Jordan Ogren

March 24, 2022

Are churches going too far with this marketing tactic?

At the center of marketing is something I struggle with:

Tracking and targeting people.

To run ads, you must target someone based on their data. I get this.

It could be location, whom they follow, or if they have children. But what if you got more specific and possibly went too far with targeting?

That’s what churches have recently been doing through a service called Gloo.

“A small company called Gloo has put itself at the forefront of an effort to analyze Americans’ personal data and online activities to help churches reach people most likely to be open to their messages and join their congregations.” – Wall Street Journal.

What kind of people do they think are likely open to their messages?

“The company has said in marketing materials that it can predict the characteristics of people who might have a marriage in trouble, be suffering from depression or anxiety, or have a propensity for a drug addiction, based on data analysis.” — WSJ.

Hold up… Targeting someone going through a divorce is something Jesus would do (WWJD)? Is this going too far?

The churches would argue no. They would say they have the “good news” and want to share it with those who need it. 

They would argue that it’s a net positive if they reach and “convert” these people in the end.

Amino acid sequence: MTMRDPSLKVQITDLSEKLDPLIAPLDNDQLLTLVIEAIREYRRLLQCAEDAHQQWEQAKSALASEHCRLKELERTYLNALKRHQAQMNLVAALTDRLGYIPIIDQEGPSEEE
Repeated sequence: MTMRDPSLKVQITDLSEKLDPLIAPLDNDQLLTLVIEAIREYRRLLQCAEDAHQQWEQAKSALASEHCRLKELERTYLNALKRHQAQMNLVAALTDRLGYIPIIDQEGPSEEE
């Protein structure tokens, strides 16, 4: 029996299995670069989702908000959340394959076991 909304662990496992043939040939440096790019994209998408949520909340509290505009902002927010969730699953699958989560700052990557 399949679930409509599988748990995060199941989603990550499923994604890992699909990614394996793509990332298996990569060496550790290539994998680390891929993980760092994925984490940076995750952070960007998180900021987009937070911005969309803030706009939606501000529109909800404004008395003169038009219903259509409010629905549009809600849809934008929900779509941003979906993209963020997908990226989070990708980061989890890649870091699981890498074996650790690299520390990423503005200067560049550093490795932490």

But what if a recreational marijuana company took the same approach? 

They targeted people most susceptible to trying weed to reduce their anxiety or get through a divorce. 

Weed can be a net positive for people struggling with things similar to what Gloo targets.

Or what about a gambling company?

They realized that people struggling with finances might be more likely to go all in.

The gambling example may be more malicious, but I don’t see much of a difference between the church and weed company.

Each believes their product or service can help the person in need.

But what about the person who is going through a divorce? Is it fair to them to be seen as an easy target and get bombarded with church ads? 

Not everyone sees the church as a net positive—especially the (far right) fundamental churches.

Should they be using such personal data to target people who are vulnerable?

Personally, I would rather a friend of the church reach out and assist me during a time of need than be targeted as a “lost sheep” and seen as a way to add to the tithing bucket.

Maybe I am a little too harsh on the church. Maybe I expect the only organization to respect personal data and play “fair” would be the church.

But maybe they have for far too long and now want to get their hands dirty in digital advertising.

What are your thoughts on churches (or any company) using this type of personal data to target vulnerable people?

Is it right?

🧠 + ❤️ // JO